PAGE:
In fact, the researchers believe the current six-to-seven-year drought in the region is the beginning of this drying trend. “The current drought is related to the warming due to the greenhouse gases,” says Ting. “In the past, El niño [would] disappate the drought, but now it’s not able to stop the drought.”

Normally, the El Niño and La Niña weather systems are largely responsible for cyclical precipitation and drought in the Southwest. El Niño brings in moisture from the tropics (by the warming of the ocean, which condenses water into the lower atmosphere that is then shuttled into the subtropical regions), whereas La Niña essentially does the opposite, causing cold ocean temperatures in the equatorial eastern Pacific. The latter phenomenon is believed to be the culprit behind both the 1930s dust bowl and a widespread drought in the Southwest during the 1950s.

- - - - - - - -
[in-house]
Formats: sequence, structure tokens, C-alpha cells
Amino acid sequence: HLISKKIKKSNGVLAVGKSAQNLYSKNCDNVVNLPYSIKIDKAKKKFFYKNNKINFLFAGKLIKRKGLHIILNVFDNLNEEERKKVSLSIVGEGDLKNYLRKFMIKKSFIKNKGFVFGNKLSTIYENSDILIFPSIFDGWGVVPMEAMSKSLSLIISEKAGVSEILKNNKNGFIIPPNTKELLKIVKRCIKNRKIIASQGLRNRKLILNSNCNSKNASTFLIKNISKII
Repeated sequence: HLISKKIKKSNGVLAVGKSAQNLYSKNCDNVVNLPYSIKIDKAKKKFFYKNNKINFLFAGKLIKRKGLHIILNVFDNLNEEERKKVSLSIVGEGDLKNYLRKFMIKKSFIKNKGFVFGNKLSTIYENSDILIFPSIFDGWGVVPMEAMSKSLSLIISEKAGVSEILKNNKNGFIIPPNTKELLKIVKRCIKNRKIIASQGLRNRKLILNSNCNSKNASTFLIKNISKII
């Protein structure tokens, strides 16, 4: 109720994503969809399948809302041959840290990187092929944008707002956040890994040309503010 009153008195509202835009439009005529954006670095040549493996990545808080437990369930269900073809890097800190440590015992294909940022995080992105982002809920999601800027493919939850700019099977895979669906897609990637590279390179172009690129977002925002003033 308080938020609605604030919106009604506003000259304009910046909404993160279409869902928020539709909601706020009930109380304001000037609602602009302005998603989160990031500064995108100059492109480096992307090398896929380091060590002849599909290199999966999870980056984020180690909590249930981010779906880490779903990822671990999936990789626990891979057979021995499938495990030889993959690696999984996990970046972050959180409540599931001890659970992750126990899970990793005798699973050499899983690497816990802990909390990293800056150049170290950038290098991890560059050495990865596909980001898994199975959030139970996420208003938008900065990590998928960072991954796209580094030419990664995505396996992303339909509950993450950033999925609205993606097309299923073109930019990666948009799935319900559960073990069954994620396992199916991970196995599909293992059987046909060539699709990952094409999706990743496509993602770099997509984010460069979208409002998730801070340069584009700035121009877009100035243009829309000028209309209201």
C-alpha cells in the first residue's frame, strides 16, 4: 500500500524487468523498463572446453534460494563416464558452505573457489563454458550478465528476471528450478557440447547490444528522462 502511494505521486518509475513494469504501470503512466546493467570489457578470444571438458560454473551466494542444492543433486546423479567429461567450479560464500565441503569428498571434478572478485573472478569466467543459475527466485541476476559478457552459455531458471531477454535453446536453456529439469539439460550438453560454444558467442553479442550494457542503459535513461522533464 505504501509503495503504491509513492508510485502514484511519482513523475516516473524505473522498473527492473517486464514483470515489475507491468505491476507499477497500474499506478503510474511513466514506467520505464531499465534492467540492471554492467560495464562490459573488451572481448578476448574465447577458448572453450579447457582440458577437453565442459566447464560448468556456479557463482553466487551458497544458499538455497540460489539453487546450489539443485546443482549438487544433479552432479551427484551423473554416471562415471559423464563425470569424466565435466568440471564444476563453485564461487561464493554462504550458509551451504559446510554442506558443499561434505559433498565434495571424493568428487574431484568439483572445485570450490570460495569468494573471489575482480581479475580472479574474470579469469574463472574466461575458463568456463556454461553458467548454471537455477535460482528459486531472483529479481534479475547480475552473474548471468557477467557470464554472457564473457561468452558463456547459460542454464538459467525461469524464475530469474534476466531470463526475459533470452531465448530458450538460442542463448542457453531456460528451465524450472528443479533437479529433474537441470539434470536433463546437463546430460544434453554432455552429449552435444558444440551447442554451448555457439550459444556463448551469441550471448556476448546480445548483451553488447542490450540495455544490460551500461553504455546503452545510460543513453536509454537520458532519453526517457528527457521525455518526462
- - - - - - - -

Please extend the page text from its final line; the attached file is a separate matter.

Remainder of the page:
“The drought that we’re taking about is not La Niña,” Ting explains, referring to the current dry system. “That is associated with the greenhouse gas warming.” While the consequences are similar, the actual effect on the oceans is very different, she says. Instead of a cooling in the tropics, there will be a uniform warming of the ocean, which will push the Pacific jet stream farther north. As a result, “Canada does get quite a lot more rain,” Ting notes, whereas “the whole state of California, for example, will be much drier.”

 More on the same study here: http://ipsnews.net/news.asp?idnews=37239

  • Forbes, May 14, 2008:  The Water-Industrial Complex

     In 2001, a water shortage in America’s Pacific Northwest wiped out nearly a third of the U.S. aluminum industry. Low precipitation levels in the Cascade Mountains during the preceding winter robbed local reservoirs of the water needed to turn the massive turbines inside the region’s main hydroelectric power plant, the Bonneville Power Administration. Electricity prices skyrocketed. Over the course of a few months, roughly a dozen aluminum plants closed. Nearly a decade later, only one has reopened.

  • Jonathan Adler, The Volokh Conspiracy, March 12, 2008:  Climate Change and Water